Narrative and Characters: Many game-based learning approaches incorporate a storyline, narrative, characters, or plotlines to engage learners and make the experience more compelling. In fact, research on emotional design has shown how narrative, sound effects, color, and shapes can increase emotions which then serve to promote motivation and learning. Skylar’s Run draws on these approaches by designing a captivating story about a kid named Skylar who is tasked with saving the Shaliens on the remote planet of Geoshale. Skylar has to save the Shaliens by “clearing the fog”. The only way they can do this is by increasing their attention levels. The more they pay attention, the more the fog clears away. The presence of certain characters in Skylar’s Run also serves to directly promote the cognitive skill of inner voice. Characters named Wyll and Belen both serve as mentors in Skylar’s Run. Wyll and Belen are very present in the beginning missions as the player works on cultivating their own inner voice. As the player progresses through the missions and as their inner voice develops, Wyll and Belen's presence gradually decreases. The idea is that by the end of the training, the player does not need a mentor to guide them through challenges and can instead use their own inner voice to achieve success.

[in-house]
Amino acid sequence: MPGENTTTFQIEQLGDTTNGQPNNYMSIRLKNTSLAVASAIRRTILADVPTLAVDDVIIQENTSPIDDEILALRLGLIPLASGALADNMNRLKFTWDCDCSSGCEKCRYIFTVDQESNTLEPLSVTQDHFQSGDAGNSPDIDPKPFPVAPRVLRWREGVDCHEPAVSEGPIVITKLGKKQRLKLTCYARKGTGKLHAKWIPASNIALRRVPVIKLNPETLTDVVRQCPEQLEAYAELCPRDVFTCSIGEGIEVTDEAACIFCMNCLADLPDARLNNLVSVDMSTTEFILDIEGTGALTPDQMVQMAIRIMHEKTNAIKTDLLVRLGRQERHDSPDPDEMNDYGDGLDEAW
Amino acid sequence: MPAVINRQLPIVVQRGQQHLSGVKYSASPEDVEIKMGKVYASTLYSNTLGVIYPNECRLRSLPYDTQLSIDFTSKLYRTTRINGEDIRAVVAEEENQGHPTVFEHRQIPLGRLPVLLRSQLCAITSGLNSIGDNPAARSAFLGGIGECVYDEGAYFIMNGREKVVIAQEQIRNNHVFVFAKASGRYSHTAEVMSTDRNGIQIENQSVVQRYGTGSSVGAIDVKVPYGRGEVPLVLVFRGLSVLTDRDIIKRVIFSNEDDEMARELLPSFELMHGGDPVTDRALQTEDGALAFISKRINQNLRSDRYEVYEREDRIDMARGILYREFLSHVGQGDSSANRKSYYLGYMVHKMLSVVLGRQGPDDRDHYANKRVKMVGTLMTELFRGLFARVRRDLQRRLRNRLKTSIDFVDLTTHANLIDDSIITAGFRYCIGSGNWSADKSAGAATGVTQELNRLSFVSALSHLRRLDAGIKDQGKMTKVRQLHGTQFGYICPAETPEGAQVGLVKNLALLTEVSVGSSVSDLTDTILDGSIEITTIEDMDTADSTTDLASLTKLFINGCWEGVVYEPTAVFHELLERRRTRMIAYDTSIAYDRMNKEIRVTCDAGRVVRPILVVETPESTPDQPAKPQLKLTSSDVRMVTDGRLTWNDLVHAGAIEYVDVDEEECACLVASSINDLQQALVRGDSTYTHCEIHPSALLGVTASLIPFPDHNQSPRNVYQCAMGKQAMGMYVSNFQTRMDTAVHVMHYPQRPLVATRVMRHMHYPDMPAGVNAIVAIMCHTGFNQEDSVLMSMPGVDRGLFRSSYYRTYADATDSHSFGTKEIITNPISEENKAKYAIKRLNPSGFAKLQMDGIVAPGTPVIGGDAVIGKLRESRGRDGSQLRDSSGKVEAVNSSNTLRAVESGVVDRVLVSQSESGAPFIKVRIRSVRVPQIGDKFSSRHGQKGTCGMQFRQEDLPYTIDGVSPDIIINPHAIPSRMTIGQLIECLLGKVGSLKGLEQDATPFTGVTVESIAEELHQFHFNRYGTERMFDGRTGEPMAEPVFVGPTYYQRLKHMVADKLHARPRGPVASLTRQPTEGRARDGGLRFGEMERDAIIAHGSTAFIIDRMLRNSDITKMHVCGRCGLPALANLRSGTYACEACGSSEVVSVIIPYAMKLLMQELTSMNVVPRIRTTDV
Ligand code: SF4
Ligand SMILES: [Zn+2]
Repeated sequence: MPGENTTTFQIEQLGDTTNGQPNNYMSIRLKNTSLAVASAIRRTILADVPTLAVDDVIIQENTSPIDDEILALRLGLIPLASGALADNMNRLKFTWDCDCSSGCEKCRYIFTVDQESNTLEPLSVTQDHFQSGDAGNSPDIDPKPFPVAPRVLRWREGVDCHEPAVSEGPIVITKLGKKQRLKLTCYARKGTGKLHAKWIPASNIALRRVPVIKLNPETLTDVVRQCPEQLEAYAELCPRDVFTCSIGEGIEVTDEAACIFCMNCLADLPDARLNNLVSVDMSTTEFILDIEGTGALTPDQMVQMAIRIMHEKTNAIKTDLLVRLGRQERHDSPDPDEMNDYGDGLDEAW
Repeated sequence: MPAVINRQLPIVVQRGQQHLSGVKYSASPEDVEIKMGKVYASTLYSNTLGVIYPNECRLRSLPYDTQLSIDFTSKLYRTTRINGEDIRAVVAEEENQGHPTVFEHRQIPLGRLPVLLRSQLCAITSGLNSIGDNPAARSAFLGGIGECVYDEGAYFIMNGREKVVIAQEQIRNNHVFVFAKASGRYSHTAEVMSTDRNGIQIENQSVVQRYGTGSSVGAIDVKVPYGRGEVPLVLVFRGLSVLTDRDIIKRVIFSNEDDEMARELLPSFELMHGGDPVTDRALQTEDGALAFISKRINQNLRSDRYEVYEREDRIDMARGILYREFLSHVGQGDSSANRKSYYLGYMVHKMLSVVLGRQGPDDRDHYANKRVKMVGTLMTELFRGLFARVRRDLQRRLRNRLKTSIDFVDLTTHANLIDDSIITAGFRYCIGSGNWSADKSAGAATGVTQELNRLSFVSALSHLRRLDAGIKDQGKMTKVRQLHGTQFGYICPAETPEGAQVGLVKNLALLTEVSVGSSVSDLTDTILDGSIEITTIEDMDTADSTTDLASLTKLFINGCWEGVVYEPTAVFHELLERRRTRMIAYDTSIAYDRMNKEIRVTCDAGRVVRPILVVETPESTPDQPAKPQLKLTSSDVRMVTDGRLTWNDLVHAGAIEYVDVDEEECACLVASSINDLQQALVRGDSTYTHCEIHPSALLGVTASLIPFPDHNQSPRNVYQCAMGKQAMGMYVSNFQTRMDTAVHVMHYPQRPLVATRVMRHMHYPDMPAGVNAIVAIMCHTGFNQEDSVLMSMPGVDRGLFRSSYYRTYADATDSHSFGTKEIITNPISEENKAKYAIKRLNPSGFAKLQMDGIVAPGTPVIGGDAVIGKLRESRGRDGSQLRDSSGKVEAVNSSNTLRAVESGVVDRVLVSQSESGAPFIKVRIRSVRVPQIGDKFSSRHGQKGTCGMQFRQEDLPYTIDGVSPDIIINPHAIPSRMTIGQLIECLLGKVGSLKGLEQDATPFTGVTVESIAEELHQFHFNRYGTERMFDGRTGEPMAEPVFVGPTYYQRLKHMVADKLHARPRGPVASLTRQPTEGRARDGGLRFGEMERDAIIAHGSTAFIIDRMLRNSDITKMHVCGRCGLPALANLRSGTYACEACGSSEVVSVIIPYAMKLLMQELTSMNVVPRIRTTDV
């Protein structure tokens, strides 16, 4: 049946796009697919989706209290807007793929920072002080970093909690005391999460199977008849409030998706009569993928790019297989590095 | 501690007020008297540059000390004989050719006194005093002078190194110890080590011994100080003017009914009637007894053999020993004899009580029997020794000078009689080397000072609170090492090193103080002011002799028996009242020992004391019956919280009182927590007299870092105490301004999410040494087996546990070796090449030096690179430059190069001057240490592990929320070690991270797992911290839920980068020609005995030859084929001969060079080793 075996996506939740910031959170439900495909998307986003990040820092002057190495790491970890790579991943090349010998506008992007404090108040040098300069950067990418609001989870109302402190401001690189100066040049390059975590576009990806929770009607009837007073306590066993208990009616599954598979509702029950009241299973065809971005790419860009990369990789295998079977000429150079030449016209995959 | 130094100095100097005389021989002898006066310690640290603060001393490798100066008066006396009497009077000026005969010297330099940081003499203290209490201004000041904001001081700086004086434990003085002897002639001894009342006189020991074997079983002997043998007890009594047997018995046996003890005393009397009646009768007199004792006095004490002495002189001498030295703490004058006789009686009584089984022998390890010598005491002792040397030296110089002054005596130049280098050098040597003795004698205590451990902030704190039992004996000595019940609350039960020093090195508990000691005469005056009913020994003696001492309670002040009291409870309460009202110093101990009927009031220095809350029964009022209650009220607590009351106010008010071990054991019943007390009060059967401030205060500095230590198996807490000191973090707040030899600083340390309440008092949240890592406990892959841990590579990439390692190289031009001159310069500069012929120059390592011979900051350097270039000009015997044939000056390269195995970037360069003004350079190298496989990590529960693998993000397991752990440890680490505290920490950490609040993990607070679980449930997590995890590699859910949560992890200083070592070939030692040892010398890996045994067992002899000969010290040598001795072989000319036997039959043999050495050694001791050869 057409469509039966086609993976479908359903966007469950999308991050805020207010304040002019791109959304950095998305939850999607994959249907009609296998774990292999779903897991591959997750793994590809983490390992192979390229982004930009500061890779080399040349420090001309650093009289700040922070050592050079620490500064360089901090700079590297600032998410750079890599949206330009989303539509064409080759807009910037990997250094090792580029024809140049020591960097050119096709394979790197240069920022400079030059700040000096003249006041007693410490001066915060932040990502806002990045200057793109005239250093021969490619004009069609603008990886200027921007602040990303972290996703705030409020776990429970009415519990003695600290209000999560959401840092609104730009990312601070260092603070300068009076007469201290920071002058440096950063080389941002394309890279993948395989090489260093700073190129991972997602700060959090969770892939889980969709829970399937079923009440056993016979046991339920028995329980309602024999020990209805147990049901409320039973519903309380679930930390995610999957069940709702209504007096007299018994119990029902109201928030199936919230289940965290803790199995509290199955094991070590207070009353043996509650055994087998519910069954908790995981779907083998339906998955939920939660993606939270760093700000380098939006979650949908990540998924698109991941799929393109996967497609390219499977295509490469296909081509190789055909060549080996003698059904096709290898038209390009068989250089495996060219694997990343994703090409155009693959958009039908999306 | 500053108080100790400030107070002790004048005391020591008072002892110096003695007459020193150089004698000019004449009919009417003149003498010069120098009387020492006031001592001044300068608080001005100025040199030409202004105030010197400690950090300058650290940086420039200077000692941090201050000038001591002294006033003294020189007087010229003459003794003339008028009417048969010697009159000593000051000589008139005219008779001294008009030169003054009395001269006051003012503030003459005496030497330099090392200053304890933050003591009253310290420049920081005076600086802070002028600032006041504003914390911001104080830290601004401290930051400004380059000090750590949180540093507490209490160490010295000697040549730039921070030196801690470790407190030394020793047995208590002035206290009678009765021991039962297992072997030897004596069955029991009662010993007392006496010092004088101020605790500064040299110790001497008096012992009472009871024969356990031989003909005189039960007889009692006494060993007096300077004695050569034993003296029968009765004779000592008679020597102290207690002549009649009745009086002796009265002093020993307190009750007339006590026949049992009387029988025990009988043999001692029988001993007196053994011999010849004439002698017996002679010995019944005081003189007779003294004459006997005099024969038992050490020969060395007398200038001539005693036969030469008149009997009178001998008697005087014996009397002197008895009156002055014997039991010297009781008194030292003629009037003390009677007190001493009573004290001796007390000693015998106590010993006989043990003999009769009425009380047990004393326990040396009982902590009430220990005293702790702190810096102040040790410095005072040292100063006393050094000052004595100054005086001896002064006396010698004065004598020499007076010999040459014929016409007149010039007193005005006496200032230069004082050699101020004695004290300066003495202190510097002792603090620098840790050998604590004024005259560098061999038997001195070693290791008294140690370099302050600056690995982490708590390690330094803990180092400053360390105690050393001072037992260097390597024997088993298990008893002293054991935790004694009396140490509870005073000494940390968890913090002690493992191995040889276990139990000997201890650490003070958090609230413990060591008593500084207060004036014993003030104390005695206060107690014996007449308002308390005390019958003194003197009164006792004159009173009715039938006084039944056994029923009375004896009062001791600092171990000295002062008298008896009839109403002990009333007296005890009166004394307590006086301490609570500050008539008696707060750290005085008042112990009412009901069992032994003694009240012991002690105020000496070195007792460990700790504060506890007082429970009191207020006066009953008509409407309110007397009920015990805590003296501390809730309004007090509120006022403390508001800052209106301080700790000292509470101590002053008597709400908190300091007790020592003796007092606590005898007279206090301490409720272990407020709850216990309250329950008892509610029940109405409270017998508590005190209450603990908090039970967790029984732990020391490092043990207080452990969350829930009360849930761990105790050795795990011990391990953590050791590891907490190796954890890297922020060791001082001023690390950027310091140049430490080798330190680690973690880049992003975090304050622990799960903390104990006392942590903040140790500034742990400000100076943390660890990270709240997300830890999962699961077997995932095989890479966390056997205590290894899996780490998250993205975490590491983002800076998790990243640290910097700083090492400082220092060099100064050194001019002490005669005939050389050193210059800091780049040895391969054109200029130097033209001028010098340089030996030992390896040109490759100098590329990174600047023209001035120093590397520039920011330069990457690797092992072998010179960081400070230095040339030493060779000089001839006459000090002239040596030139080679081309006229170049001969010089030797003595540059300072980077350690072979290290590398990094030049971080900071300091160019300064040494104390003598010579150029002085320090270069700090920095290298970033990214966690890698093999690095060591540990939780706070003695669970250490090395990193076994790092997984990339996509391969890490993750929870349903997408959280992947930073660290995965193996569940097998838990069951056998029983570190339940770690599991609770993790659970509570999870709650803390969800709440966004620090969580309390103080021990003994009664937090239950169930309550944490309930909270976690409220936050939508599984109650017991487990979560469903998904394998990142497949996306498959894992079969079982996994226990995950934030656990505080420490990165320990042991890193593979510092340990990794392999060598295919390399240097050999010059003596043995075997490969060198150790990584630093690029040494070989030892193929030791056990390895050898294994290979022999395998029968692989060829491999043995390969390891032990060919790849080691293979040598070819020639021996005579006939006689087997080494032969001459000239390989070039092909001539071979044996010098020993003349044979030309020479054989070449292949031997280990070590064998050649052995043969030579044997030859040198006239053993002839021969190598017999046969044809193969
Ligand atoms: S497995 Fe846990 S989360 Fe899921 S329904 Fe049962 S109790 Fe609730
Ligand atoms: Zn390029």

Difficulty Tiering: In game-based learning platforms, learning is often structured in levels or stages, motivating learners to advance and achieve mastery. These games challenge the player just above their ability level in real time which promotes interest and continued playing of the game while decreasing the likelihood of the frustration that occurs in more traditional learning environments. Using dynamic modeling, Skylar’s Run adjusts the difficulty based on the child’s ability to focus, making it a personalized level of challenge.  It is the real time feedback that allows the game to meet the child where they are at. It challenges the player just enough so that they are motivated to keep playing.